On the question of structure, form and rules Singer and Walker write: ‘Like the drag queen or the hermit crab, we borrow our shapes and shells to find a space our bodies fit’. By examining two scholarly works – ‘Scenes from a Radical Theatre’ and ‘Ethics, Writing, and Splinters in the Heart’ this paper seeks to examine the question of form when making creative scholarly works by drawing on the interdisciplinary domain of nonfiction studies. Here, we are thinking of not just defining what form is being employed in any one piece of writing – i.e. the ‘how’ of the work – but how the how – this shape, this raison d’etre – comes into being on the page to direct/fashion/influence and/or define and communicate meaning. It is a way to think expansively or differently about our scholarly practices, an occasion to get under the skin of what we do, to experience ‘lateness’, and ‘after thinking’: what might invention look like; what are the risks, the challenges. In presenting this paper, I want to dare myself too. Learn lessons from this study. See if I can write it in a way that is contiguous with my thinking.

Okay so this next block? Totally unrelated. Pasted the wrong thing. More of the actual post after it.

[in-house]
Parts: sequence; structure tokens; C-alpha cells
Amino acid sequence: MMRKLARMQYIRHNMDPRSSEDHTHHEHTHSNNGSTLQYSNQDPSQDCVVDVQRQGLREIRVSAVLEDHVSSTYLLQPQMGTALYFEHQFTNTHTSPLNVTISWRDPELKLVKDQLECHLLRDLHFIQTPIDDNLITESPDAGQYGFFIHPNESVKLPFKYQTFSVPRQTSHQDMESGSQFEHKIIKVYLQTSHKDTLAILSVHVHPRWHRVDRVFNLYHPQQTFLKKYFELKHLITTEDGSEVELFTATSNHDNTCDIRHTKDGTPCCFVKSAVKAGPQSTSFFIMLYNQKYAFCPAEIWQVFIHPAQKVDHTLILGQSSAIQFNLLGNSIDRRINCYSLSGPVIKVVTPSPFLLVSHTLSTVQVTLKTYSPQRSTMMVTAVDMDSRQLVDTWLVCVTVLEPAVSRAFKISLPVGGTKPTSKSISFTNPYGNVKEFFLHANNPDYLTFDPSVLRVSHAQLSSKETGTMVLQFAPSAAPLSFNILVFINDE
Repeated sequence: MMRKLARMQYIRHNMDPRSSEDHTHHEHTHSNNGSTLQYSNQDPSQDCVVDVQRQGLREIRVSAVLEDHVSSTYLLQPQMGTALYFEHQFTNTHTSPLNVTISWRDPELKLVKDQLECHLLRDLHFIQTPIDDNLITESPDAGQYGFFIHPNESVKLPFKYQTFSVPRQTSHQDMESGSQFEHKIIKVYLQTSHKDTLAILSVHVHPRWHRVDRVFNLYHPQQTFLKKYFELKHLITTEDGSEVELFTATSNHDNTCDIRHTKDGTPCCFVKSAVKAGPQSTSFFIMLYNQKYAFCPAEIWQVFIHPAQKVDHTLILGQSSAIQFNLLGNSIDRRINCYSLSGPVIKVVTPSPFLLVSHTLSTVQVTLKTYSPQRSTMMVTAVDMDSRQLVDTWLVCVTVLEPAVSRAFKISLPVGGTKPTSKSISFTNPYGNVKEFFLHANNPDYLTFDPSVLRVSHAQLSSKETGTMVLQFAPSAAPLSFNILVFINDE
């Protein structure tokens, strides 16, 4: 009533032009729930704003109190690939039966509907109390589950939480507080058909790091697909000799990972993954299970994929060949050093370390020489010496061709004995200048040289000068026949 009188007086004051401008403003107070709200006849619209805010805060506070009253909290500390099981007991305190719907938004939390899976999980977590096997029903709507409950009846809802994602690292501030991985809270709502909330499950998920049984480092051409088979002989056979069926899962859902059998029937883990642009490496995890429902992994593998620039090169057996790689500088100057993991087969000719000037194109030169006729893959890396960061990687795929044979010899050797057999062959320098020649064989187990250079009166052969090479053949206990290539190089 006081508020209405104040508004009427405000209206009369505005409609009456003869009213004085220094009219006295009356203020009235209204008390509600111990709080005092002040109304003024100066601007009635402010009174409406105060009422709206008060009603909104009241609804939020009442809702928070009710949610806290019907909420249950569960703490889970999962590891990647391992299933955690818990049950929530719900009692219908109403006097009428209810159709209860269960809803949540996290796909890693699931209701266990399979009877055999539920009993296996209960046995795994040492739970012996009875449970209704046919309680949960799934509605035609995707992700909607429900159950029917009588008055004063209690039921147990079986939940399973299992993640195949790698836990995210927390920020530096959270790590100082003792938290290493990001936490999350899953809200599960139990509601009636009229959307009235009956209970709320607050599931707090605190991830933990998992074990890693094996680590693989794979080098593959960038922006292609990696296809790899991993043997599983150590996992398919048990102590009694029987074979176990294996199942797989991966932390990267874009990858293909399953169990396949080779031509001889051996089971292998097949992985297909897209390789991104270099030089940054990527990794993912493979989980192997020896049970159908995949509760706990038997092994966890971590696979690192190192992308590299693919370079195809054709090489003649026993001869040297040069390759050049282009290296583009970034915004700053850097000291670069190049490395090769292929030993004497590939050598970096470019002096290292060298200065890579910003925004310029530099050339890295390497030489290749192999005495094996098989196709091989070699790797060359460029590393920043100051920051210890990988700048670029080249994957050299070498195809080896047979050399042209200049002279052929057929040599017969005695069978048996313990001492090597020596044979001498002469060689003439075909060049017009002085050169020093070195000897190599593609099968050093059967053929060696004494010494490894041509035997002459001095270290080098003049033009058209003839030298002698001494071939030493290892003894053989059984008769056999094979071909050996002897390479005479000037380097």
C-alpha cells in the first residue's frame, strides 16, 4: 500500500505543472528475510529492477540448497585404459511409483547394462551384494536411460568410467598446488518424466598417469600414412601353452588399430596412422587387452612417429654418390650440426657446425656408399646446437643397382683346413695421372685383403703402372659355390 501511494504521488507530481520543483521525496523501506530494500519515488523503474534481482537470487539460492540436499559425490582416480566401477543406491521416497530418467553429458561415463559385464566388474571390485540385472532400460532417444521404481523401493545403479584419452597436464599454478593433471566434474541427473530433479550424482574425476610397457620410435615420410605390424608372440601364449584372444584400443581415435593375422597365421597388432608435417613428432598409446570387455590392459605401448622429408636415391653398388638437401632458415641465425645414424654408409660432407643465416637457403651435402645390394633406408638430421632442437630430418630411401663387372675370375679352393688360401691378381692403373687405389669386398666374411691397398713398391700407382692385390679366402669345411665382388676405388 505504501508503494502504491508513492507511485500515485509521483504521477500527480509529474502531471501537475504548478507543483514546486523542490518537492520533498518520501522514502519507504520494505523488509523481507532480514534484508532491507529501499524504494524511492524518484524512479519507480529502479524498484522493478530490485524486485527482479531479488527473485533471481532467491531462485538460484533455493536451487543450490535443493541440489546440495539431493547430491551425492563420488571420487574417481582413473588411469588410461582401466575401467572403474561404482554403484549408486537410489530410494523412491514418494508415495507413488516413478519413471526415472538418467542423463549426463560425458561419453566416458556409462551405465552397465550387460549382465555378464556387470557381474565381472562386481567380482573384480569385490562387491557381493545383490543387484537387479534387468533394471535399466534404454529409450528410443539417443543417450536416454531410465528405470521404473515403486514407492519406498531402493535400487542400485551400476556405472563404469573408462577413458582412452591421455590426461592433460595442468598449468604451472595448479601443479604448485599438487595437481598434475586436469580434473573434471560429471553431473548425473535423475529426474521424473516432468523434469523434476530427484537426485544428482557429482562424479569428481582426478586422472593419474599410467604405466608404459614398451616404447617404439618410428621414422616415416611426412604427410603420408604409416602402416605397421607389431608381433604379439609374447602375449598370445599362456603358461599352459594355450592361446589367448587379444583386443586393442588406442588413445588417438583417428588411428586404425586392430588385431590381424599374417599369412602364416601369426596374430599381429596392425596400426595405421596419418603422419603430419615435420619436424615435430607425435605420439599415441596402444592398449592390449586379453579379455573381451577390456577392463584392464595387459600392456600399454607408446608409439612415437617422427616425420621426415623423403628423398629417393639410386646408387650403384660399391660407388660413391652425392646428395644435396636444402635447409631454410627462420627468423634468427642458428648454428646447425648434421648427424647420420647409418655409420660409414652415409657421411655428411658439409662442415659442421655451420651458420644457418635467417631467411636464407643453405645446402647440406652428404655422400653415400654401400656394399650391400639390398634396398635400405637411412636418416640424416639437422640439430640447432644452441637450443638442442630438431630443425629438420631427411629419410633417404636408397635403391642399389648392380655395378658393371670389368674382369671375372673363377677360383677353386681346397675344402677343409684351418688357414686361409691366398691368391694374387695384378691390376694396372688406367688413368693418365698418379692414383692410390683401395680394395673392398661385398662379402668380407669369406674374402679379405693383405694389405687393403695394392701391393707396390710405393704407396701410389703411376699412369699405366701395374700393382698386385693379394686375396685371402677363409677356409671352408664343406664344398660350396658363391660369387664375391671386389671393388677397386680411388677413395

‘How the How: The Question of Form in Writing Creative Scholarly Works’ by Francesca Rendle-Short is published by New Writing: The International Journal for the Practice and Theory of Creative Writing, Routledge, Taylor and Francis.
‘How the how’ was named one of the most popular articles published in 2015 in the Taylor&Francis Literature, Language and Linguistics journals.